Porcini Dust – the new sundried tomatoes?

Fresh chanterelles from Ballyhoura Mountain Mushrooms

A few weeks ago, as I was leaving Mahon Farmer’s Market with little Isabel under my arm, racing off to collect Hector from playschool and already 15 minutes late, I spotted a tiny stall selling mushrooms. Lucy Deegan and Mark Cribbin are the owner/operators of Ballyhoura Mountain Mushrooms and this – on the community stall, a class of guest spot each week at Mahon – was one of their first real forays into the market world.

I managed a swift picking of Lucy’s brain and fled before social services printed the posters with my mugshot all over them. I also had a bag of beautiful chanterelle mushrooms gripped tightly in my grimy little paw and an hour later we had them fried in butter, garlic and parsley for lunch – after a couple of mouthfuls, Hector even let up on the baleful glares in my direction.

Chanterelles fried w/ garlic butter

Lucy and Mark have subsequently secured a full-time stall at the Saturday Farmers’ Market in Douglas, Cork, and have begun to augment their range of products to include, alongside a variety of wild and cultivated mushrooms, hazel tree saplings’ with truffle spores injected into the roots – that’s right, to grow your very own truffle trees!

I’ll be doing a more indepth post on Ballyhoura Mountain Mushrooms in the near future but for now I want to focus on something Mark gave me to try at last Saturday’s market – Porcini Dust.

‘Smell this and tell me what you think,’ he said, spilling a tiny mound of sienna-coloured dust into my palm. I took a deep snort and had instant visions of new bicycle tyres and ‘rubber dollies’, fresh from the shoe shop. Rubber! Sulphur – the sulphurous compound in the mushroom heightened to the Nth degree. It is  made by drying the mushrooms (on the Aga range in Lucy and Mark’s house) and then grinding it to a fine powder. A tiny amount of sea salt is added, a mere 2% of the overall mix, and that’s it.

The magic dust! — Porcini Dust

Mark gave me some to take home and that night, cooking a lovely joint of Dan Ahearne’s Organic Aberdeen Angus Beef Sirloin from Mahon Market, I decided to give the oul’ dust an outing.

Dan’s meat is exquisite, so good that ‘less is more’ is the best approach to take in its cooking. I often dry and store mushrooms myself, reconstituting them for stews and soups but the Pdust is a stock powder whose complexity of flavour belies its instant simplicity. I made a dry rub of 1tsp PDust, ½ tsp dried Herbes de Provence, ½ tsp sea salt and ½ tsp freshly ground black pepper. A good slather of extra virgin olive oil into the roasting pan, rubbed liberally onto the joint and then the mushroom/herb ‘dust’ rubbed into the joint with bare hands. A bulb of garlic, divided into cloves, laid around the meat and that was that. Nothing more and into the oven with it, gas mark 9 for 15 minutes for a right good searing and then turned it down to gas mark 4 for about ten minutes a lb – at just over 2lbs, the meat was back out of the oven and resting under tin foil and a tea towel inside 40 minutes. When the heat goes down, the spuds joined the meat for a roasting.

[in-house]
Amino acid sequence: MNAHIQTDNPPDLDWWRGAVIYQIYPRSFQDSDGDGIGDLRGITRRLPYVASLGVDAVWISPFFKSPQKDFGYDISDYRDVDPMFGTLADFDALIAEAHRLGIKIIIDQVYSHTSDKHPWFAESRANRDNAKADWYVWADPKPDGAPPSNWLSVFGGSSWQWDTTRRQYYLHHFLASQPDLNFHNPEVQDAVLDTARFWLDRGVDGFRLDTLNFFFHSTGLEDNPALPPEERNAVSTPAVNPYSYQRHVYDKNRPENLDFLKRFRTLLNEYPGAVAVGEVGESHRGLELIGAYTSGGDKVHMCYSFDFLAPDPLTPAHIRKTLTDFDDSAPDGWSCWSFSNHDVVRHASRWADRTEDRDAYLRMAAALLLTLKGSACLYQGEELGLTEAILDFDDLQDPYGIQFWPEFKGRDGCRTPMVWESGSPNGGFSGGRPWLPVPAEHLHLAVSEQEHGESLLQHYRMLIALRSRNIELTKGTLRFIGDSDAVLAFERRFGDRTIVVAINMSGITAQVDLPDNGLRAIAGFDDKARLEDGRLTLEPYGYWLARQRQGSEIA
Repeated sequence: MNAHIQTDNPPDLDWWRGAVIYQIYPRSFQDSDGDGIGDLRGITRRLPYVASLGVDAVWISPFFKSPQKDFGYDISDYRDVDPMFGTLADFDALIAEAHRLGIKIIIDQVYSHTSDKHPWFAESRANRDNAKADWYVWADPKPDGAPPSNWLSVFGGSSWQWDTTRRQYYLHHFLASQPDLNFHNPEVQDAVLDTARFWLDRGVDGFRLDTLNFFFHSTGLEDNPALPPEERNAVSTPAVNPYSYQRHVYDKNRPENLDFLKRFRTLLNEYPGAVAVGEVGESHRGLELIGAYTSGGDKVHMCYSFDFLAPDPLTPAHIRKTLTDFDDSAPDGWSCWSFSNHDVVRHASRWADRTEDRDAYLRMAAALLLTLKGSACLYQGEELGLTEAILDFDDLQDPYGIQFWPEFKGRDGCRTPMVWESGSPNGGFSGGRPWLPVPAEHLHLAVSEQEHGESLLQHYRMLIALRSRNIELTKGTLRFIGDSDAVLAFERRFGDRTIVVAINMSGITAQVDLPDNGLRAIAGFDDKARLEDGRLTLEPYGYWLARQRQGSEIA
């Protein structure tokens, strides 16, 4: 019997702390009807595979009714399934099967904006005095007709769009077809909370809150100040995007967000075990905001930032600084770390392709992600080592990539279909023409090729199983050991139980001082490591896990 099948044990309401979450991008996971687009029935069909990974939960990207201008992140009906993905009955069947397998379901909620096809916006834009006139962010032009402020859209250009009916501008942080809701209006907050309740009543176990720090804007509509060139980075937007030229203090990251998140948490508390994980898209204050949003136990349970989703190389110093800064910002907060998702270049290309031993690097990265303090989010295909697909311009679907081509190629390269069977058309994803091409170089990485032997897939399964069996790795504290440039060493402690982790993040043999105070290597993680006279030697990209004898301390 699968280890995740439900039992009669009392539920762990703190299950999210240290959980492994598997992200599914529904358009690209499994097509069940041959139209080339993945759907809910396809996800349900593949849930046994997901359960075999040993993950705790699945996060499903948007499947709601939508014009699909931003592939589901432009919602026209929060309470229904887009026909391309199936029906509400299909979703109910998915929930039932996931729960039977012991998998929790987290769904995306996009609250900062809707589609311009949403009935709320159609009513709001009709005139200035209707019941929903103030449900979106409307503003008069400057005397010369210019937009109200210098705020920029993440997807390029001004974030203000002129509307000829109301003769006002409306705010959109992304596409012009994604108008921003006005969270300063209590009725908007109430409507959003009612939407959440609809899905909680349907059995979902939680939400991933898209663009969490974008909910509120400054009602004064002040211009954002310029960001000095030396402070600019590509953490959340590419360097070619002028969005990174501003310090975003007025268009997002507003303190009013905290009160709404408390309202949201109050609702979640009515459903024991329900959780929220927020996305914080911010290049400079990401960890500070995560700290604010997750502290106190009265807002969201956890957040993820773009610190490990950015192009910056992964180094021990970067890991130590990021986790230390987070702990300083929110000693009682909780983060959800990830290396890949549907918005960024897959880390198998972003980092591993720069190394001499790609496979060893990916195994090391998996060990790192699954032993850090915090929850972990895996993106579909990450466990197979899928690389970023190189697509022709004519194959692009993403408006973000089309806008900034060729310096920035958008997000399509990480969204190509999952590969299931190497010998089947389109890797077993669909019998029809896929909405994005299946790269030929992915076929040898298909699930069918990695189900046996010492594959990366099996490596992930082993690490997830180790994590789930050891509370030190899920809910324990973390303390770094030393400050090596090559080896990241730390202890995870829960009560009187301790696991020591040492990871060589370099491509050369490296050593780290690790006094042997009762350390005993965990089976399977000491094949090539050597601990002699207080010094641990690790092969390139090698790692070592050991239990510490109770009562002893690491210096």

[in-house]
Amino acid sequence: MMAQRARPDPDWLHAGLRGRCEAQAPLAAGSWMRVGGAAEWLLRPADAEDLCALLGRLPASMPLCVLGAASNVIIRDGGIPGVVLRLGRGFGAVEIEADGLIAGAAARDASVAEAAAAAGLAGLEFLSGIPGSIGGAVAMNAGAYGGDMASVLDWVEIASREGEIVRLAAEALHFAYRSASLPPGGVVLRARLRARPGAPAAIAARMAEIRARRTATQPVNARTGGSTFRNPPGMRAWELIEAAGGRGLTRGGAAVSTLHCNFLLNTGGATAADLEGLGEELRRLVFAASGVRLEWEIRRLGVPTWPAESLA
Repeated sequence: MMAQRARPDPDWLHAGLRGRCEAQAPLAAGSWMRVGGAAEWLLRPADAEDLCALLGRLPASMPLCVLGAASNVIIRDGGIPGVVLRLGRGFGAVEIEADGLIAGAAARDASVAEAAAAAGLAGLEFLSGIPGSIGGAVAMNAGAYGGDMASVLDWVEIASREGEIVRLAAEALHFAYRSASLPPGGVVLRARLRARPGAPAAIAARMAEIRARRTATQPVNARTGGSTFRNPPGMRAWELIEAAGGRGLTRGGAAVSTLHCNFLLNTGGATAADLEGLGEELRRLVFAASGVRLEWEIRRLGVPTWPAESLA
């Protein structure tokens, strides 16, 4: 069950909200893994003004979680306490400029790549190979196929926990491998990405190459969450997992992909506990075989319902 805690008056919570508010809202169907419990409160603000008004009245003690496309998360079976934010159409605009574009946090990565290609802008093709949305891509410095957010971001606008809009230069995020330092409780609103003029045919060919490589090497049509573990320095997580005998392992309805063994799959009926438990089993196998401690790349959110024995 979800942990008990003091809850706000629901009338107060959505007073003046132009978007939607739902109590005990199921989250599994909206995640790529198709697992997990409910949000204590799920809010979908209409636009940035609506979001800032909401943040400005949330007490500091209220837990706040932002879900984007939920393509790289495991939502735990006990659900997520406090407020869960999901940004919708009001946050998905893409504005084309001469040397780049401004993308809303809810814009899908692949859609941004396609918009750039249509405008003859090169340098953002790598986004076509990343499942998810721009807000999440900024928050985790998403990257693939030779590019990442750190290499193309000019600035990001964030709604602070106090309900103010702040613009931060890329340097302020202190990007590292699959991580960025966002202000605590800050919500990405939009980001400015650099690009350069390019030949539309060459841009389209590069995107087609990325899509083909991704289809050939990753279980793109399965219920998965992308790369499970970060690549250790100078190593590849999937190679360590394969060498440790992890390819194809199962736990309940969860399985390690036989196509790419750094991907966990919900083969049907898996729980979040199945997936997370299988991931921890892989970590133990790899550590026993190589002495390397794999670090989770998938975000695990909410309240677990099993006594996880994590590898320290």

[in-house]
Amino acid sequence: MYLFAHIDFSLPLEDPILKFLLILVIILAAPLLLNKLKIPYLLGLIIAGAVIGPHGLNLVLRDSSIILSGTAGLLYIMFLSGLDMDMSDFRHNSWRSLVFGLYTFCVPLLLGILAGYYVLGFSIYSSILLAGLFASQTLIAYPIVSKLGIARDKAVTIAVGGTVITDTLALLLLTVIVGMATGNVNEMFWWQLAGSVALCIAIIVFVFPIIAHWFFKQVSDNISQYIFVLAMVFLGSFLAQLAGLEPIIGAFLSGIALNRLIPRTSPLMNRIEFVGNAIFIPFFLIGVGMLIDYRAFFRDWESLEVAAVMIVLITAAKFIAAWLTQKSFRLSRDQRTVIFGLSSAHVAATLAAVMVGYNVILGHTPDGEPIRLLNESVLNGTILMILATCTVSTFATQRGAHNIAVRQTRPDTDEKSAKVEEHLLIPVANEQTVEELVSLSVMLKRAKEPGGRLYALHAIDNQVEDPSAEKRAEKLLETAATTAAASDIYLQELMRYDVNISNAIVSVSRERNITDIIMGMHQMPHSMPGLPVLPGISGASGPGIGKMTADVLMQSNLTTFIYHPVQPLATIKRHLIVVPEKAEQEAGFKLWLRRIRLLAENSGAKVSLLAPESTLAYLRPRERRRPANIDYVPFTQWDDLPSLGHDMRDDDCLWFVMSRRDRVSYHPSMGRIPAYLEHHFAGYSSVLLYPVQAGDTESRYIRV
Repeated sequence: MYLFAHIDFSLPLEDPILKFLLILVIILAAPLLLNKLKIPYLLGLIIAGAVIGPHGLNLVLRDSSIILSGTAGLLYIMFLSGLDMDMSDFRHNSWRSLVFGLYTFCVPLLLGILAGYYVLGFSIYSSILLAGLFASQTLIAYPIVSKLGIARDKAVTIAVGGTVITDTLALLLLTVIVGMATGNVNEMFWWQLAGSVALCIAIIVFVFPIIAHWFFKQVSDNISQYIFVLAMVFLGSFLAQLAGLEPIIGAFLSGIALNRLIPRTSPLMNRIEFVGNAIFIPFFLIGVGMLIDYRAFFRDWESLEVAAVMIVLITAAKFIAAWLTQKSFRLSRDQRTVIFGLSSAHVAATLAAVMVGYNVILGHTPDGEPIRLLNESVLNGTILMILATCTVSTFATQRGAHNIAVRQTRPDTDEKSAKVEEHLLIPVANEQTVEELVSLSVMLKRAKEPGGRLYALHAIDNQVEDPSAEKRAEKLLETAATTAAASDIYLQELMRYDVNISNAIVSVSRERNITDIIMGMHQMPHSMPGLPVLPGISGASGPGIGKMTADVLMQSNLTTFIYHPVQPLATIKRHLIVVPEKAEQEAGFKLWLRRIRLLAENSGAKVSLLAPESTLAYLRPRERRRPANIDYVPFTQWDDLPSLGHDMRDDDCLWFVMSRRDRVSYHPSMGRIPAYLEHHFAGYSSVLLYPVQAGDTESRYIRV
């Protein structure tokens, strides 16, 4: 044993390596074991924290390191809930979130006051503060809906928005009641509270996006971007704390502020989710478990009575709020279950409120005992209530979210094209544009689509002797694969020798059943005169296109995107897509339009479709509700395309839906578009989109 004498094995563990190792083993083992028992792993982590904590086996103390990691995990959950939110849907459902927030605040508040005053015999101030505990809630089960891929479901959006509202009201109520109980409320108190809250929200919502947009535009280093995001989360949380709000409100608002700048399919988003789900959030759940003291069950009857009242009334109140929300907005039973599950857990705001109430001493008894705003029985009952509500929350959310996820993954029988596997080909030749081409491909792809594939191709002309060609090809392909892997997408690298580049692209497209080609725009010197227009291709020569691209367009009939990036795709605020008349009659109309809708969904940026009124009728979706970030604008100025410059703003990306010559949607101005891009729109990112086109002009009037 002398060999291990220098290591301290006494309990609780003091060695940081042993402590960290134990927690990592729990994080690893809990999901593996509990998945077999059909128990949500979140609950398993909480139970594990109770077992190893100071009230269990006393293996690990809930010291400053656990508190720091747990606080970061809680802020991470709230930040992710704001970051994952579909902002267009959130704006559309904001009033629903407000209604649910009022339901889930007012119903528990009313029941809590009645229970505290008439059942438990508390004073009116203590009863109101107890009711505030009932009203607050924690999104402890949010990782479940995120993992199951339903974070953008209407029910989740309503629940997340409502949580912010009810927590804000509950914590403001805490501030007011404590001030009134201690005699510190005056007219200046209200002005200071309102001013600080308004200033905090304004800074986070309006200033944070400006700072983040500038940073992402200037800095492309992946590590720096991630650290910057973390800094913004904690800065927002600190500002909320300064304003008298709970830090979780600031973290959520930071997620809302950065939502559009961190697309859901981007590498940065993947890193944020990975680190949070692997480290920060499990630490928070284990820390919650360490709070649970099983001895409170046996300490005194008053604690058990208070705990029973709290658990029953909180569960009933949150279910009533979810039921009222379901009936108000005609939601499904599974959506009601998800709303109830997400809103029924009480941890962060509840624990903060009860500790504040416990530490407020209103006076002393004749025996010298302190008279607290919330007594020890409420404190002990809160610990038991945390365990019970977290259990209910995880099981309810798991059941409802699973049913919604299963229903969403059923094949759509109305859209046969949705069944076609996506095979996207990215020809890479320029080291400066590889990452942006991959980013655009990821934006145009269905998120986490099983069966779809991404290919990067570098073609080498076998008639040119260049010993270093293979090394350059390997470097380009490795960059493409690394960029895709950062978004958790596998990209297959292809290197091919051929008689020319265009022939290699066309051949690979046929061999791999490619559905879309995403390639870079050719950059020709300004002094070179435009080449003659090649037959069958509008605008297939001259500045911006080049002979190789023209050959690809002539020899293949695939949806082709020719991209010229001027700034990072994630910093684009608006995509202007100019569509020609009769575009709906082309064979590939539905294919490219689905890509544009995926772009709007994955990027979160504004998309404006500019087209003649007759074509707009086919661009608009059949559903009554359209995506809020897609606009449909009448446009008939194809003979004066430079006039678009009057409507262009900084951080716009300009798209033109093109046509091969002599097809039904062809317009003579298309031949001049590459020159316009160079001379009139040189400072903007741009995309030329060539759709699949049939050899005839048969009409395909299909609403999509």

Dan Ahearne's Organic Aberdeen Angus Sirloin Beef

A lonely turnip lurking in the dark of the vegetable cupboard was soon made to feel very wanted indeed. The turnip is another much neglected and unsung native vegetable that can, with a little care, be transformed into mouthfuls of magnificence. This little chap, chopped into cubes, enjoyed a sauna in the steamer until soft enough to mash. A slab of butter melted in the bottom of a warm pot, ¼ tsp of a nice sweet little spice blend, Masala Gosht (cloves, cinnamon, cardamon, turmeric, pepper), added to heat, to infuse but not cook. Turnip tipped in, mashed well, then a 100mls of cream whisked through followed by seasoning to taste.

Dry rub of Porcini Dust, Herbes de Provence, salt, freshly ground black pepper

All that remained was to whip up a nice sauce for the meat. Whisking the sieved meat juices, minus most of the fat (skimmed off), a lump of butter and dollop of cream in the bottom of a pot on low heat, soon produced a glistening emulsion. A taste. Still needed a little something. Salt. Almost. A small espresso spoon of the magic Porcini Dust. Perfection!

Invisible to the eye but the 'dust' was workin' its magic!

I predict 2012 could be the ‘Dustbowl’ year in more ways than one – keep your eyes peeled for the must-have gourmet ingredient of the new year. I know it’s going to be very heavily featured in my Xmas dinner preparations.

3 thoughts on “Porcini Dust – the new sundried tomatoes?

  1. “hazel tree saplings’ with truffle spores injected into the roots – that’s right, to grow your very own truffle trees!”


  2. Does anyone know where to get these hazel trees in ireland, heard about this a few years ago but forgot about them till I read Alanmuk comment…..

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